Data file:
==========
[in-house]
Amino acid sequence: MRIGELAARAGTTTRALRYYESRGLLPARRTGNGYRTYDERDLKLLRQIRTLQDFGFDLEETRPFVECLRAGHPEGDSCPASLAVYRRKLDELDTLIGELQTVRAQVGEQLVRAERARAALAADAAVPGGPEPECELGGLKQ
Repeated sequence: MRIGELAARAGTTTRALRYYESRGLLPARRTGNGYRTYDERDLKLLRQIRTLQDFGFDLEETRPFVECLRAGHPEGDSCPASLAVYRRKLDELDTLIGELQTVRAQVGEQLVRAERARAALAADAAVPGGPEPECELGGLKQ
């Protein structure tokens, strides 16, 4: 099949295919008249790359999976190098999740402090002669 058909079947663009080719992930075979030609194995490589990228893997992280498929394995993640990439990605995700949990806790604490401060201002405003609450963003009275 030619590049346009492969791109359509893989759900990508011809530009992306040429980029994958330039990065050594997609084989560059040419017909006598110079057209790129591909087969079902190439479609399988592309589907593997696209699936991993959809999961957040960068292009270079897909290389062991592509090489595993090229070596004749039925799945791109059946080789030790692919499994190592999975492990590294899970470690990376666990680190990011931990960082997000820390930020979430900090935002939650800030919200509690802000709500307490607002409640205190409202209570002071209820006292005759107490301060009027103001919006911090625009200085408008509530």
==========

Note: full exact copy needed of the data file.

[in-house]
Amino acid sequence: MRIGELAARAGTTTRALRYYESRGLLPARRTGNGYRTYDERDLKLLRQIRTLQDFGFDLEETRPFVECLRAGHPEGDSCPASLAVYRRKLDELDTLIGELQTVRAQVGEQLVRAERARAALAADAAVPGGPEPECELGGLKQ
Repeated sequence: MRIGELAARAGTTTRALRYYESRGLLPARRTGNGYRTYDERDLKLLRQIRTLQDFGFDLEETRPFVECLRAGHPEGDSCPASLAVYRRKLDELDTLIGELQTVRAQVGEQLVRAERARAALAADAAVPGGPEPECELGGLKQ
């Protein structure tokens, strides 16, 4: 099949295919008249790359999976190098999740402090002669 058909079947663009080719992930075979030609194995490589990228893997992280498929394995993640990439990605995700949990806790604490401060201002405003609450963003009275 030619590049346009492969791109359509893989759900990508011809530009992306040429980029994958330039990065050594997609084989560059040419017909006598110079057209790129591909087969079902190439479609399988592309589907593997696209699936991993959809999961957040960068292009270079897909290389062991592509090489595993090229070596004749039925799945791109059946080789030790692919499994190592999975492990590294899970470690990376666990680190990011931990960082997000820390930020979430900090935002939650800030919200509690802000709500307490607002409640205190409202209570002071209820006292005759107490301060009027103001919006911090625009200085408008509530």